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Spokane, Washington  Est. May 19, 1883
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Ask the Builder: Do your due diligence before hiring a contractor. Yeah, it’s hard

The woman who used to own this uncompleted house didn’t do her due diligence. A contractor now owns it and is trying to finish it two years after the foundation hole was dug. (Tim Carter/Tribune Content Agency)
The woman who used to own this uncompleted house didn’t do her due diligence. A contractor now owns it and is trying to finish it two years after the foundation hole was dug. (Tim Carter/Tribune Content Agency)
By Tim Carter Tribune Content Agency

This column was inspired by something that happened to my sister last week. She called me for advice because she needed a tree removed from her rear yard, and she didn’t know any reliable tree-removal companies.

Perhaps you’ve been in the same situation recently over a repair or other home project. Based on the number of emails I receive each week, I see a growing and alarming trend of people who are so busy, stressed and discombobulated that all they want is the easy button. They want the mythical magic home improvement fairy to float down out of the sky and place the best contractor in their driveway. That’s a fantasy.

My sister subscribes to my newsletter, and she knows that I promote one of the national contractor referral networks. Here’s what happened to my sister, and it may have happened to you. She filled out the form at my website to get quotes from the prescreened tree removal companies in Cincinnati. Guess what. There was only one in the network – or at least only one that responded.

The company sent an employee who could only speak a few words of English, the only language my sister speaks. She told me, “He stood 15 feet away from the front door and just kept saying the word ‘tree.’ ”

Frustrated, my sister closed the door on him, and I imagine he drove away. So much for prescreening professionals.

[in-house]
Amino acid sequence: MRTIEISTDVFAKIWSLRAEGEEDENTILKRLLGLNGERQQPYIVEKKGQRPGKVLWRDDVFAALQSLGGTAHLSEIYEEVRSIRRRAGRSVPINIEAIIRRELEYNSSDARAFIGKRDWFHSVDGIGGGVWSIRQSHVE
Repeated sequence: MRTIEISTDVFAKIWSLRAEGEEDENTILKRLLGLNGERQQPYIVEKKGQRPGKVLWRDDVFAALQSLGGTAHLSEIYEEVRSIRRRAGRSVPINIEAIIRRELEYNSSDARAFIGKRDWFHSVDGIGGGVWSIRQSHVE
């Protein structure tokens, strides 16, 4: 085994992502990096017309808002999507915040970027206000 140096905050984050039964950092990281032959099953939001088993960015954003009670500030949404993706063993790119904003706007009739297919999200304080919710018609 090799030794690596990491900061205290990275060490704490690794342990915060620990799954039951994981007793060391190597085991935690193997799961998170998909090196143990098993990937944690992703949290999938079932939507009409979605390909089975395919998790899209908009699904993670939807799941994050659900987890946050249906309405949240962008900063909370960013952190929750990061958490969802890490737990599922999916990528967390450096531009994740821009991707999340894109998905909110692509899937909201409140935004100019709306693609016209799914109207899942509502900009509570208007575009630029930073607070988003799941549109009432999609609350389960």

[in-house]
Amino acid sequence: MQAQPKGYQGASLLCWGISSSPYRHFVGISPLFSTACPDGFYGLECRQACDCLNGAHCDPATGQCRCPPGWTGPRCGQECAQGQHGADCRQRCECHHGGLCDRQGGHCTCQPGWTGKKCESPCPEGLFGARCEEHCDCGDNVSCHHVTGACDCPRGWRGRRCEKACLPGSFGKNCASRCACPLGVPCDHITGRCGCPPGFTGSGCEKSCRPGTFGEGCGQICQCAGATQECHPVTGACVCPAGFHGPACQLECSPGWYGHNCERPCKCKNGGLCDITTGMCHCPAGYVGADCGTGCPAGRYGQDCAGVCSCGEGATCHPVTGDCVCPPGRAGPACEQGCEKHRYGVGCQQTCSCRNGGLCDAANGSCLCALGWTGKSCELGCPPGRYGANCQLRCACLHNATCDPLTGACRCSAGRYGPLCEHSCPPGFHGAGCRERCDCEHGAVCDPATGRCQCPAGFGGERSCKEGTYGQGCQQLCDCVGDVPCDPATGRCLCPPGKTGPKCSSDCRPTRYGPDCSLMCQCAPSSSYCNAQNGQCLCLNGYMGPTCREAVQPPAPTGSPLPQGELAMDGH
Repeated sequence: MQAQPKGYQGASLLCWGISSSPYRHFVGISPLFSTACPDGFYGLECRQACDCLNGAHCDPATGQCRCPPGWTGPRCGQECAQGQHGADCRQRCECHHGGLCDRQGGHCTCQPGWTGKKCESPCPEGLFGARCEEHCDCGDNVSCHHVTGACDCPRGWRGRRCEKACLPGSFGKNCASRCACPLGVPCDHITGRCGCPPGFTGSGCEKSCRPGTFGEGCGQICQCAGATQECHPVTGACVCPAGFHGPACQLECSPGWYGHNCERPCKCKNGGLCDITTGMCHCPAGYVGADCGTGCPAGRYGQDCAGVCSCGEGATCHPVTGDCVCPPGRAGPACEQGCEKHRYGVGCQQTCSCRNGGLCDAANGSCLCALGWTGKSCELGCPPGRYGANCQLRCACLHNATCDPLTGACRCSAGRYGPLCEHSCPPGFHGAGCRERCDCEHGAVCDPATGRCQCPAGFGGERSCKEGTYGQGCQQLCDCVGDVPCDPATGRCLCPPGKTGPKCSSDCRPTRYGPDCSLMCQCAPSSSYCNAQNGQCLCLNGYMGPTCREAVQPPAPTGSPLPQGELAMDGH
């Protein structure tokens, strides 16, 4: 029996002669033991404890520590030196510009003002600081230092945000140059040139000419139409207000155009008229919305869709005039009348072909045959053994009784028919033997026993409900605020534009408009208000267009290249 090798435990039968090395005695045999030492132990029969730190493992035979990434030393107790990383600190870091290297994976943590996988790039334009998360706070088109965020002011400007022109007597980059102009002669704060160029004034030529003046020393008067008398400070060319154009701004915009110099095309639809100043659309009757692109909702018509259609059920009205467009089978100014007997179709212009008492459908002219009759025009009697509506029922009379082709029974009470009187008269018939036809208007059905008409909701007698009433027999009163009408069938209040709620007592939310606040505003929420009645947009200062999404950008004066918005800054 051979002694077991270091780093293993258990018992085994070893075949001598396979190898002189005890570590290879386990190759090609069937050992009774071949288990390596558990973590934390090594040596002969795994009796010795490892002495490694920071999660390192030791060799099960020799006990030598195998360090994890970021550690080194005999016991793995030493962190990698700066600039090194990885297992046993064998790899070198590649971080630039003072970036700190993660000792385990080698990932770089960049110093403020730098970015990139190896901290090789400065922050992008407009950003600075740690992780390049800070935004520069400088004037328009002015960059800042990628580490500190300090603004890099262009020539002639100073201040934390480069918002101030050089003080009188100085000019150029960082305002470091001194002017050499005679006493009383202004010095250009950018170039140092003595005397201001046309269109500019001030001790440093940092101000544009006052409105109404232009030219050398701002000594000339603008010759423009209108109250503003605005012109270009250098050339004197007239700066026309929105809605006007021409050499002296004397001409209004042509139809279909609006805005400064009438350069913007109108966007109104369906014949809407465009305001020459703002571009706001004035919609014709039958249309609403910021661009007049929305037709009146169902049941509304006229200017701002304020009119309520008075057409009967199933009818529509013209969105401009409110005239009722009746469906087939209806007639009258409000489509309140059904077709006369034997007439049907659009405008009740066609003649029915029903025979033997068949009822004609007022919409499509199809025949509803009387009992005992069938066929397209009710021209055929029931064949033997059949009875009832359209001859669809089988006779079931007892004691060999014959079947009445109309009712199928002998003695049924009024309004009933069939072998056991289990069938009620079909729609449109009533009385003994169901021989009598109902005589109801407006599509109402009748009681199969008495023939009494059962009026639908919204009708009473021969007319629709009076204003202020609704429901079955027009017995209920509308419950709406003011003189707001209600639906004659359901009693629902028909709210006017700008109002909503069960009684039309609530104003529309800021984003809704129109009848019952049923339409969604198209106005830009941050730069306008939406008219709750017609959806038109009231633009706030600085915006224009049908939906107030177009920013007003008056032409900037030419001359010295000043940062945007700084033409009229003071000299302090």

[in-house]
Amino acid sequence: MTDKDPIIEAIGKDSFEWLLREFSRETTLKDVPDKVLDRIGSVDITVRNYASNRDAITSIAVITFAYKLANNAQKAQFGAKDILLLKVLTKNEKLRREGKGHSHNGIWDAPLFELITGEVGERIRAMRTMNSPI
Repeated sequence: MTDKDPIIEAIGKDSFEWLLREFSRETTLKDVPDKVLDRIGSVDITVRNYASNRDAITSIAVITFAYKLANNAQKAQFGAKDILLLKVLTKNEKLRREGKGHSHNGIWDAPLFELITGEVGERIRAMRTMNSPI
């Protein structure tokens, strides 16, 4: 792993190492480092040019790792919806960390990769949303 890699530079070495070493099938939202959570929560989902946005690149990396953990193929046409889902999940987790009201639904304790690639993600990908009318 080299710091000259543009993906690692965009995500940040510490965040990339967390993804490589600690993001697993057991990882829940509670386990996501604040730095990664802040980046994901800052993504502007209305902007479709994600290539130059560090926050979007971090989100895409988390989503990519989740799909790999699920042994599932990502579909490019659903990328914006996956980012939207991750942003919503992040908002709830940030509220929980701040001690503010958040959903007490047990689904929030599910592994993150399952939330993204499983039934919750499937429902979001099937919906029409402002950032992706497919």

What’s the answer? What are you to do when you need a pro to fix something for you?

Here are some facts to help you find the pros. In almost all cities and towns, there are craftsmen and craftswomen who do have integrity and who take pride in their work.

In most cities and towns, there are a small group of tradespeople who do things the right way and know to buy the best products because failed products on jobs make profits disappear.

The best contractors and sub-contractors usually don’t advertise, nor do they belong to the contractor networks like HomeAdvisor and Angie’s List. They don’t have to. They get booked out months in advance just from word-of-mouth promotion from their past satisfied customers. This is an often overlooked fact.

The best contractors typically purchase the best products and materials from local businesses, not giant national brands. The best products and materials are not always at the giant home center big box stores. It’s amazing how a multimillion-dollar advertising budget can make you think otherwise.

You’ll often find the best products and materials at the traditional lumberyards that still exist in most larger cities and towns. You may also find some at the old-fashioned hardware stores in your neighborhood.

The best contractors use the best products because they don’t want to have to come back and fix something. They don’t want you upset. They want to be working on the next job, not be back at your house redoing work.

Weeks and months before you need the work done, you need to start to find the great contractors. Why? The great contractors have a backlog of work.

You get the list of these great workers when you talk with the general manager of the local lumberyards or the owners or managers of the local hardware stores. You ask them bluntly, “Please be kind enough to share with me the names of the three best contractors that come in here that you would have work on your home.”

In the old days, my sister would have just opened the Yellow Pages or looked in the newspaper classified ads for the names of tree removal companies. Those were the reliable search engines before the internet.

I instructed her to just type this into an online search engine: “tree removal Cincinnati.” She’s currently getting quotes and making sure they all have current general liability insurance and are in good standing with the state of Ohio Workmen’s Compensation program.

There is no easy button. You need to do the hard work ahead of time if you want to get the best workers in exchange for your hard-earned money. I’m sorry, but that’s the tough-love truth.

Tim Carter can call you on the phone for free to solve your problem. Go to his website and fill out the form on this page:

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